Rønnebæksholm estate is mentioned in 1321. It was owned by the crown from 1399 until 1571 while later owners include members of the Collet family who owned it from 1761 to 1777 and again from 1869 to 1994. The current three-winged building was built in 1734 and later altered in 1840-41 and again 1889-90.
Næstved Municipality acquired some of the land and associated farm buildings in 1994. In 1998, they acquired the main building and the rest of the estate. Today Rønnebæksholm Arts and Culture Centre is a self-owning institution and it hosts art exhibitions. The emphasis is on modern and contemporary visual arts.
The park is most notable for the Grundtvig Pavilion which was built for Grundtvig shortly after he married the Marie Toft, the widow at Rønnebæksholm. Grundtvig gave it the name Benligheden ('The Kindness'). It was designed by Johan Daniel Herholdt, shortly before he went abroad on a longer journey. Its design shows influence from English Renaissance garden houses, a rare inspiration in Danish architecture of the time.References:
Augustusburg Palace represents one of the first examples of Rococo creations in Germany. For the Cologne elector and archbishop Clemens August of the House of Wittelsbach it was the favourite residence. In 1725 the Westphalian architect Johann Conrad Schlaun was commissioned by Clemens August to begin the construction of the palace on the ruins of a medieval moated castle.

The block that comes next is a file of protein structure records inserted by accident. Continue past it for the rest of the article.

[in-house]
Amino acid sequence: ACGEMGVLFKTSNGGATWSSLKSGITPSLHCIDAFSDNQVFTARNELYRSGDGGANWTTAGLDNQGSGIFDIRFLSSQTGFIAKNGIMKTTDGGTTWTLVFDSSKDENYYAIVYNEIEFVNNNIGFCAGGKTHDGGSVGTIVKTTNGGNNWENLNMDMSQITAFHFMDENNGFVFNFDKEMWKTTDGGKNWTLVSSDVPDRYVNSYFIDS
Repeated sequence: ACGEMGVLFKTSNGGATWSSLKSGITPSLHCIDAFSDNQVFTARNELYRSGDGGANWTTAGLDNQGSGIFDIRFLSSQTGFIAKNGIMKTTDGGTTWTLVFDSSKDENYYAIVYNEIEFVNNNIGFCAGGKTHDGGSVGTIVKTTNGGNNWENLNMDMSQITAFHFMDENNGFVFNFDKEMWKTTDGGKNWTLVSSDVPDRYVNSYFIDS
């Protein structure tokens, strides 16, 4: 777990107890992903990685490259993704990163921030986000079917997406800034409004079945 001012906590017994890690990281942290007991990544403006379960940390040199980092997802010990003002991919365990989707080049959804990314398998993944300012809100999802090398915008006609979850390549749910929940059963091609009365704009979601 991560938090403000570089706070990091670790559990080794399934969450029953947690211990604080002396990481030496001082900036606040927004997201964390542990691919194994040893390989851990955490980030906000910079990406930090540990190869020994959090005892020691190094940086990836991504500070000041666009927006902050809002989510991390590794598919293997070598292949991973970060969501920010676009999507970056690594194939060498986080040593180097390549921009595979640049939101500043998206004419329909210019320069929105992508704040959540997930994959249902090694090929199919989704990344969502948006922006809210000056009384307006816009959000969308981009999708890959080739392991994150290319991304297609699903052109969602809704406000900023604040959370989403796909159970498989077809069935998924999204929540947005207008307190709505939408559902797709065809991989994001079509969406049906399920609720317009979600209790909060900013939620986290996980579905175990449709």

In 1728, the Bavarian court architect François de Cuvilliés took over and made the palace into one of the most glorious residences of its time. Until its completion in 1768, numerous outstanding artists of European renown contributed to its beauty. A prime example of the calibre of artists employed here is Balthasar Neumann, who created the design for the magnificent staircase, an enchanting creation full of dynamism and elegance. The magical interplay of architecture, sculpture, painting and garden design made the Brühl Palaces a masterpiece of German Rococo.
UNESCO honoured history and present of the Rococo Palaces by inscribing Augustusburg Palace – together with Falkenlust Palace and their extensive gardens – on the World Heritage List in 1984. From 1949 onwards, Augustusburg Palace was used for representative purposes by the German Federal President and the Federal Government for many decades.
In 1728, Dominique Girard designed the palace gardens according to French models. Owing to constant renovation and care, it is today one of the most authentic examples of 18th century garden design in Europe. Next to the Baroque gardens, Peter Joseph Lenné redesigned the forested areas based on English landscaping models. Today it is a wonderful place to have a walk.